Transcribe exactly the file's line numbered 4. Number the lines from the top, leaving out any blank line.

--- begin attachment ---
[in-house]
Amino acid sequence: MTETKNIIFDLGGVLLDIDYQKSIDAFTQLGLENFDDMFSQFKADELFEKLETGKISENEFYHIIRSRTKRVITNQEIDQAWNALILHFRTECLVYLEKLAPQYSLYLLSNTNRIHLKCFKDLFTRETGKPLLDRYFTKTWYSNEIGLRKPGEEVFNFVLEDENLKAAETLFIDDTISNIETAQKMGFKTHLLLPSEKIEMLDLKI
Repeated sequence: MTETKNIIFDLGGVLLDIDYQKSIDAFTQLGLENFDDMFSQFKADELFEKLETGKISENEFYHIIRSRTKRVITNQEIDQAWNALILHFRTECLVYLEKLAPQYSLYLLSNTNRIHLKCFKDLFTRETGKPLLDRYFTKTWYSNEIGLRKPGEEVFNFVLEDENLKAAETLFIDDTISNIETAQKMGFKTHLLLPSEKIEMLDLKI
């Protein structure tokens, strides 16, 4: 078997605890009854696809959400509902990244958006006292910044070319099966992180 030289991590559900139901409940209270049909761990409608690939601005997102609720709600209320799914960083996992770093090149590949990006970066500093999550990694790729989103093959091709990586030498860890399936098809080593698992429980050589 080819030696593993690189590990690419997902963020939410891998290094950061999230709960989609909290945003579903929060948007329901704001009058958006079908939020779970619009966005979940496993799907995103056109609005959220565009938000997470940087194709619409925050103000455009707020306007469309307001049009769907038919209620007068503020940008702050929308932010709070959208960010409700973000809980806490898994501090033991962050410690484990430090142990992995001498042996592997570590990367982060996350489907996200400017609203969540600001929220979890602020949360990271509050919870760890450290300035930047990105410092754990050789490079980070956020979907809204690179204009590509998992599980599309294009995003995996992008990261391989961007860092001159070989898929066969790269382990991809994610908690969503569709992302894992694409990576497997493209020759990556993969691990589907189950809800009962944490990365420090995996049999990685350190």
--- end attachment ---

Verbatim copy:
């Protein structure tokens, strides 16, 4: 078997605890009854696809959400509902990244958006006292910044070319099966992180 030289991590559900139901409940209270049909761990409608690939601005997102609720709600209320799914960083996992770093090149590949990006970066500093999550990694790729989103093959091709990586030498860890399936098809080593698992429980050589 080819030696593993690189590990690419997902963020939410891998290094950061999230709960989609909290945003579903929060948007329901704001009058958006079908939020779970619009966005979940496993799907995103056109609005959220565009938000997470940087194709619409925050103000455009707020306007469309307001049009769907038919209620007068503020940008702050929308932010709070959208960010409700973000809980806490898994501090033991962050410690484990430090142990992995001498042996592997570590990367982060996350489907996200400017609203969540600001929220979890602020949360990271509050919870760890450290300035930047990105410092754990050789490079980070956020979907809204690179204009590509998992599980599309294009995003995996992008990261391989961007860092001159070989898929066969790269382990991809994610908690969503569709992302894992694409990576497997493209020759990556993969691990589907189950809800009962944490990365420090995996049999990685350190």